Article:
7 It is known that when viscose is extruded into acid coagulating baths containing zinc salts in the presence of certain nitrogen-containing organic compounds, regenerated cellulose yarns of vastly improved physical properties are produced. The filaments which make up the yarn are characterized by unusual cross section and surface features. The filaments display no appreciable crenulations so that the surface is relatively smooth. The ratio of skin to core measured radially in a typical cross section is greater than one and in many cases the filament cross-section may display only skin. (The greater the amountof skin, the greater is the improvement in properties.) Furthermore, the swelling of both the freshly spun gel yarn and the yarn after drying (the secondary swelling) is reduced. These characteristics, it has been found, correlate with the high tenacity and:high fatigue resistance in yarns and cords produced from the filaments. The nitrogen-containing organic compounds sug gested as modifiers for producing these exceptional yarns include certain classes of amines, quaternary ammonium compounds and dithiocarbamates. These compounds are described in U.S. Patents 2,535,044, 2,535,045 and 2,536,014, all issued to N. L. Cox on December 26, 1950, and 2,696,423, issued December 7, 1954, to M. A. Dietrich.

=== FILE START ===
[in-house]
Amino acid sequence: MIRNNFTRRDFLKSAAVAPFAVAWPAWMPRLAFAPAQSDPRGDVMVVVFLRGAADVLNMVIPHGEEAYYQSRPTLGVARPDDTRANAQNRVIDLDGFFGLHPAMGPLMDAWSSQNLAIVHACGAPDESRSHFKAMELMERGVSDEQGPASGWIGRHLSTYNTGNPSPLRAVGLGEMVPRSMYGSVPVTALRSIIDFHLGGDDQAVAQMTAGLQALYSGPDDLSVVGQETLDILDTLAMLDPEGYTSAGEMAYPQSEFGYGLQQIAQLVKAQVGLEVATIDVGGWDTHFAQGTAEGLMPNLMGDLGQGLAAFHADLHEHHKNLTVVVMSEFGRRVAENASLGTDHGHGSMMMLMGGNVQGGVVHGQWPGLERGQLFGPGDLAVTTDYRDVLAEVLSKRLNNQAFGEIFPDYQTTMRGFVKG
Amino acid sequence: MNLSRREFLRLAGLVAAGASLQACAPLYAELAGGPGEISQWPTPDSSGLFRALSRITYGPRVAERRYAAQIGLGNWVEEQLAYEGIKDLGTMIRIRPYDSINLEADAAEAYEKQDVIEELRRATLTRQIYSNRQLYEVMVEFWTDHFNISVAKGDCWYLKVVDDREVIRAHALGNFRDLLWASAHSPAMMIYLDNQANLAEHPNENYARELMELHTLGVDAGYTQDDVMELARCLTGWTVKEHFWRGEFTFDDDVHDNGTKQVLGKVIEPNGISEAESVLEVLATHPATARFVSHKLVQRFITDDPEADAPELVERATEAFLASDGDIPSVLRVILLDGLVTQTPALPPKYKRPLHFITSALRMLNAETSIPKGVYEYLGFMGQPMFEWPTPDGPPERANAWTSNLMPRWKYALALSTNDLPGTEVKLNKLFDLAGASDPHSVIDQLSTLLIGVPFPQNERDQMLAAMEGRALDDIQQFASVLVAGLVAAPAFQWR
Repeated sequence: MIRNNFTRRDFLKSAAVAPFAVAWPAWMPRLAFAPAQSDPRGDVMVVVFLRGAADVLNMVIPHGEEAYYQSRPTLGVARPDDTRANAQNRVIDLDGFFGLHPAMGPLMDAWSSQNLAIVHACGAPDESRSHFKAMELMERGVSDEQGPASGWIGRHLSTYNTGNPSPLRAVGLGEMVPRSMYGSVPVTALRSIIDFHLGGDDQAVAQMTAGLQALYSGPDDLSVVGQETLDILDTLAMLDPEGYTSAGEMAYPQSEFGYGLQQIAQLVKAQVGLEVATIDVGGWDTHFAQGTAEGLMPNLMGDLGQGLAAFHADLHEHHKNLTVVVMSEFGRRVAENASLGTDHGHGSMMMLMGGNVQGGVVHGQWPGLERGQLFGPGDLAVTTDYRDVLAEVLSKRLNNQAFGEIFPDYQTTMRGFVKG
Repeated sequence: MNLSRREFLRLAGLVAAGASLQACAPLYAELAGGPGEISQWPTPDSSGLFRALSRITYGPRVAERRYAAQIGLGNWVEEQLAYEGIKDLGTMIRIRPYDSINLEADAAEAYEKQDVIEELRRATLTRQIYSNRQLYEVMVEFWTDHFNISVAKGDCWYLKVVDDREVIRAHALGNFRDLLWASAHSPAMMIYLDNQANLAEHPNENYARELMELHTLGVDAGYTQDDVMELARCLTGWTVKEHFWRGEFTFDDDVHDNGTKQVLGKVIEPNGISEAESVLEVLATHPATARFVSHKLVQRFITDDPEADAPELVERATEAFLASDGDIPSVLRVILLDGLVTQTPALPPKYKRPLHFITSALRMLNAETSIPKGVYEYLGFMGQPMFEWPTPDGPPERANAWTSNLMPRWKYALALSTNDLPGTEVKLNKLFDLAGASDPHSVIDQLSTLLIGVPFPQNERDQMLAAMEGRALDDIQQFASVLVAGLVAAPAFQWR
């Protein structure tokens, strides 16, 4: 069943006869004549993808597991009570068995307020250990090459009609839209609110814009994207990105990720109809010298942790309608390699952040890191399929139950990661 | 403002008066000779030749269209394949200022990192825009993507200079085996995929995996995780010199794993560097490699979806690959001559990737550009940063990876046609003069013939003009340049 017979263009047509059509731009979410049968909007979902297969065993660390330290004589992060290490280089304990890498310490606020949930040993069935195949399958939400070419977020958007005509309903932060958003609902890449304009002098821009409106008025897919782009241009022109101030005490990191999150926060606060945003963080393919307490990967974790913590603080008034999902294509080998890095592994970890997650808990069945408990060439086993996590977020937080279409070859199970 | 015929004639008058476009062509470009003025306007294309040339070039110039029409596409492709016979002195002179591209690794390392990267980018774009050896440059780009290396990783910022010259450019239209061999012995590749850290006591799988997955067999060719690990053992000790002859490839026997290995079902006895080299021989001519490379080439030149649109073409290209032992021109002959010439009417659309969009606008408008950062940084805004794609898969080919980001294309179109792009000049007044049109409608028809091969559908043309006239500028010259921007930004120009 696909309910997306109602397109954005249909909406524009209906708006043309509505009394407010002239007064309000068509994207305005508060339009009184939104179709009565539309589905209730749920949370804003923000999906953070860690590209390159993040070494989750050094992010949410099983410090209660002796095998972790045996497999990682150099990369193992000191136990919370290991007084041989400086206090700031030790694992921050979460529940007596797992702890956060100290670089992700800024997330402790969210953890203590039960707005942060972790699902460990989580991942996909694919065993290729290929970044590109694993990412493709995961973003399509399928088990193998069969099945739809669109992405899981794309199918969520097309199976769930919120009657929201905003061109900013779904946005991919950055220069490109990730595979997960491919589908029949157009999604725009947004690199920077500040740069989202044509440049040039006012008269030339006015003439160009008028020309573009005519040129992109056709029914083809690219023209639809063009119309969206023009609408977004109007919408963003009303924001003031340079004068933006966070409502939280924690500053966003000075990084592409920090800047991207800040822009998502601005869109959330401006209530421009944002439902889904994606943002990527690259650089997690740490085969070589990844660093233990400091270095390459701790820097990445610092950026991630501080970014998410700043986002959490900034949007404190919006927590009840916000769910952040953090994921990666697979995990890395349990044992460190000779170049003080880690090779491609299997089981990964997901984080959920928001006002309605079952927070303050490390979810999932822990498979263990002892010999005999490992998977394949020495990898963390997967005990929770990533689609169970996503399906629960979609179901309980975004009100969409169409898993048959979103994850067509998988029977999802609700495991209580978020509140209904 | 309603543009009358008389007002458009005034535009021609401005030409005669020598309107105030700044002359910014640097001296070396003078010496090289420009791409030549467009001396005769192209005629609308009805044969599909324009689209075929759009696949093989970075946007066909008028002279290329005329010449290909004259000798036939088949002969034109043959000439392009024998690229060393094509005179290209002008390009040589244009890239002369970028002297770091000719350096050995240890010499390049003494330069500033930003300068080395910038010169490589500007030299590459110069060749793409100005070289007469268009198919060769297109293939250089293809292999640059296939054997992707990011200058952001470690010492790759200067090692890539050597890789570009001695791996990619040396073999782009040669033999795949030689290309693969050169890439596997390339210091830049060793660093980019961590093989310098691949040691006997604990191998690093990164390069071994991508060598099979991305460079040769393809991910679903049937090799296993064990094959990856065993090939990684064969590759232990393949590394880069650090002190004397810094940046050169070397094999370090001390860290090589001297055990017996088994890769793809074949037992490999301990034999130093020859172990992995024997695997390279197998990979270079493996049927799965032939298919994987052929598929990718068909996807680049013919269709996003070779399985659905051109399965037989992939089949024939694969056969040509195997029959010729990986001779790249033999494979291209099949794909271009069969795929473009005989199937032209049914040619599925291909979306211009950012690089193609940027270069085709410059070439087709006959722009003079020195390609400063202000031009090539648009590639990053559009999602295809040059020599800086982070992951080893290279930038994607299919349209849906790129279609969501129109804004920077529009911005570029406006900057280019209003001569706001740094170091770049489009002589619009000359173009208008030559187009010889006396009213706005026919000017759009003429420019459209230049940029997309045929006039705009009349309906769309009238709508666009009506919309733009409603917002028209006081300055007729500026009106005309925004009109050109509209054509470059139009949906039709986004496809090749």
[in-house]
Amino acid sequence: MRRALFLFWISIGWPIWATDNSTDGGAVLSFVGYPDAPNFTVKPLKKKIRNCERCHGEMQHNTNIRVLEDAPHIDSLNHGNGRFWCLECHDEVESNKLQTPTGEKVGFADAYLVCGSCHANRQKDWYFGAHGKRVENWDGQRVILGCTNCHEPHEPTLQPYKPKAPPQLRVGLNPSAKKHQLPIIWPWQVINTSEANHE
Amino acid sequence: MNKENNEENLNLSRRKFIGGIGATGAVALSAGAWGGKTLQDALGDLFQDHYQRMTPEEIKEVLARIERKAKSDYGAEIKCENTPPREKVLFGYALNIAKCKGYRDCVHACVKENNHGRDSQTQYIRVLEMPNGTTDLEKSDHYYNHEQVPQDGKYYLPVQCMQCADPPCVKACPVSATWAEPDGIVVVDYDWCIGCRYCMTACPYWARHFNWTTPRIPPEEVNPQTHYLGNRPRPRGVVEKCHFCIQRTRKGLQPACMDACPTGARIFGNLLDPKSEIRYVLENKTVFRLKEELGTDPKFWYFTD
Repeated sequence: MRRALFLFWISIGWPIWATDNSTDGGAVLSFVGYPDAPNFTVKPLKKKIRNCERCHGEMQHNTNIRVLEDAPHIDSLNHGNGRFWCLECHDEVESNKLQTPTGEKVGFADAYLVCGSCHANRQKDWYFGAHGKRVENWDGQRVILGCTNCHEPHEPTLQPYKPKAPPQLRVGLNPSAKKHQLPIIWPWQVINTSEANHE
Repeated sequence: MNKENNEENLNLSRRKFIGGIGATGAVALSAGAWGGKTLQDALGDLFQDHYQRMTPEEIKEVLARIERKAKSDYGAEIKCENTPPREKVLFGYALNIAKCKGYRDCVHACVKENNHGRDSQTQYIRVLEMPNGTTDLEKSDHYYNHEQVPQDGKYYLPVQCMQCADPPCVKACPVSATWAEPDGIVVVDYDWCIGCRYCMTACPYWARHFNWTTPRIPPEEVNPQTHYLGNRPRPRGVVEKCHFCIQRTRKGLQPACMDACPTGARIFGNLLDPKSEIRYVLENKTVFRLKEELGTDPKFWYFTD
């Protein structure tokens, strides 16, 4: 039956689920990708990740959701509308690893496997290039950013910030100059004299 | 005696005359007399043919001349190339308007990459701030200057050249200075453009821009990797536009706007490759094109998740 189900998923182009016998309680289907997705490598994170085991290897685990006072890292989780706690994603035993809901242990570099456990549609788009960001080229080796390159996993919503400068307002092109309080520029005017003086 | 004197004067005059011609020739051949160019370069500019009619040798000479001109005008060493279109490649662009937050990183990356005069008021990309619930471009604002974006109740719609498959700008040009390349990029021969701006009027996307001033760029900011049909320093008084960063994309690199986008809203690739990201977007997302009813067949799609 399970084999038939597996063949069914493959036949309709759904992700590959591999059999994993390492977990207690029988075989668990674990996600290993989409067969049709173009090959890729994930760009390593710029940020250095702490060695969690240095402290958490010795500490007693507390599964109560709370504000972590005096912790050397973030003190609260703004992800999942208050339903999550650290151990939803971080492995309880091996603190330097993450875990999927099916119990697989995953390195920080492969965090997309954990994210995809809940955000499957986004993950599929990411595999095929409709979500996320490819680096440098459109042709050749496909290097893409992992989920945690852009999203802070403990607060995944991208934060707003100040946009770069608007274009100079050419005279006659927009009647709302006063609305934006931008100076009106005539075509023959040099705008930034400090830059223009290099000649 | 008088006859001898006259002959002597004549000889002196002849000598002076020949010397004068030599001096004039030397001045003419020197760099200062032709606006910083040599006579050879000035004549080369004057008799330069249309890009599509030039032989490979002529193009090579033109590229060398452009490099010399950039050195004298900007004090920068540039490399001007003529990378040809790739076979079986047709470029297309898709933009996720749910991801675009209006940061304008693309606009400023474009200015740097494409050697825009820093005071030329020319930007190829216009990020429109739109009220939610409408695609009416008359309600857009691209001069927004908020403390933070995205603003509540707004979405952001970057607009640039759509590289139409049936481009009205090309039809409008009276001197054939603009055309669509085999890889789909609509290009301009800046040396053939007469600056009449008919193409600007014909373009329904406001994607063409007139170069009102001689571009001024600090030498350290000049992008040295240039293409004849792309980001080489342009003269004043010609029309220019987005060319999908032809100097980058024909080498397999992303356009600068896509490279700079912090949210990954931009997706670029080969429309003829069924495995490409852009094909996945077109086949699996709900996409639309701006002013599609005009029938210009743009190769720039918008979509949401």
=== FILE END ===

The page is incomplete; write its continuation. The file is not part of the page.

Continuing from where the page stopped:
While producing outstanding regenerated cellulose yarns and cords, coagulation modifiers seem to provide spinning difiiculties, particularly bothersome at spinning speeds of 60 yards per minute and higher. Thus, an amount of modifier that is sufiicient to produce a substantially all-skin filament tends to cause yarn breaks with accompanying machine breakdowns after relatively short spinning periods. Decreasing the amount of modifier tends to prolong spinningtime, but yields a correspondingly inferior product and, more important, yields a nonuniform product.